59. Violations of the obligation to protect occur when a State fails to take effective steps to prevent third parties from undermining the enjoyment of the right to sexual and reproductive health. This includes the failure to prohibit and take measures to prevent all forms of violence and coercion committed by private individuals and entities, including domestic violence, rape (including marital rape), sexual assault, abuse and harassment, including during conflict, post-conflict and transition situations; violence targeting lesbian, gay, bisexual, transgender and intersex persons or women seeking abortion or post-abortion care; harmful practices such as female genital mutilation, child and forced marriage, forced sterilization, forced abortion and forced pregnancy; and medically unnecessary, irreversible and involuntary surgery and treatment performed on intersex infants or children.
60. States must effectively monitor and regulate specific sectors, such as private health-care providers, health insurance companies, educational and child-care institutions, institutional care facilities, refugee camps, prisons and other detention centres, to ensure that they do not undermine or violate enjoyment by individuals of the right to sexual and reproductive health. States have an obligation to ensure that private health insurance companies do not refuse to cover sexual and reproductive health services. Furthermore, States also have an extraterritorial obligation43 to ensure that transnational corporations, such as pharmaceutical companies operating globally, do not violate the right to sexual and reproductive health of people in other countries, for example through non-consensual testing of contraceptives or medical experiments.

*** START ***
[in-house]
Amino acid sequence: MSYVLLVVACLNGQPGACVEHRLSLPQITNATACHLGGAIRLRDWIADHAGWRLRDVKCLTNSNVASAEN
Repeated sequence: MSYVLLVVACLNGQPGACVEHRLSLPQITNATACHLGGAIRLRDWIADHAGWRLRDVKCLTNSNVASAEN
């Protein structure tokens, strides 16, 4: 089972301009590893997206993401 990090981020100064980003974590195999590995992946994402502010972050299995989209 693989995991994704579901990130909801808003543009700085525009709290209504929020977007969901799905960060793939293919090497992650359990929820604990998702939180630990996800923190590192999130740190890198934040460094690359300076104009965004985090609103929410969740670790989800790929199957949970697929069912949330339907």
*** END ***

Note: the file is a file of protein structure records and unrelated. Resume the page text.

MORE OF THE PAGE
61. Violations of the obligation to fulfil occur when States do not take all necessary steps to facilitate, promote and provide for the right to sexual and reproductive health within maximum available resources. Such violations arise when States fail to adopt and implement a holistic and inclusive national health policy that adequately and comprehensively includes sexual and reproductive health or when a policy fails to appropriately address the needs of disadvantaged and marginalized groups.

62. Violations of the obligation to fulfil also occur when States fail to progressively ensure that sexual and reproductive health facilities, goods and services are available, accessible, acceptable and of good quality. Examples of such violations include the failure to guarantee access to the full range of contraceptive options so that all individuals are able to utilize an appropriate method that suits their particular situation and needs. 63. In addition, violations of the obligation to fulfil occur when States fail to take affirmative measures to eradicate legal, procedural, practical and social barriers to the enjoyment of the right to sexual and reproductive health and to ensure that health-care providers treat all individuals seeking sexual and reproductive health care in a respectful and non-discriminatory manner. Violation of the obligation to fulfil also occur when States fail to take measures to ensure that up-to-date, accurate information on sexual and reproductive health is publicly available and accessible to all individuals, in appropriate languages and formats, and to ensure that all educational institutions incorporate unbiased, scientifically accurate, evidence-based, age-appropriate and comprehensive sexuality education into their required curricula.

42 See Committee on Economic, Social and Cultural Rights general comment No. 16, para. 41.
43 Maastricht Principles on Extraterritorial Obligations of States in the Area of Economic, Social and Cultural Rights.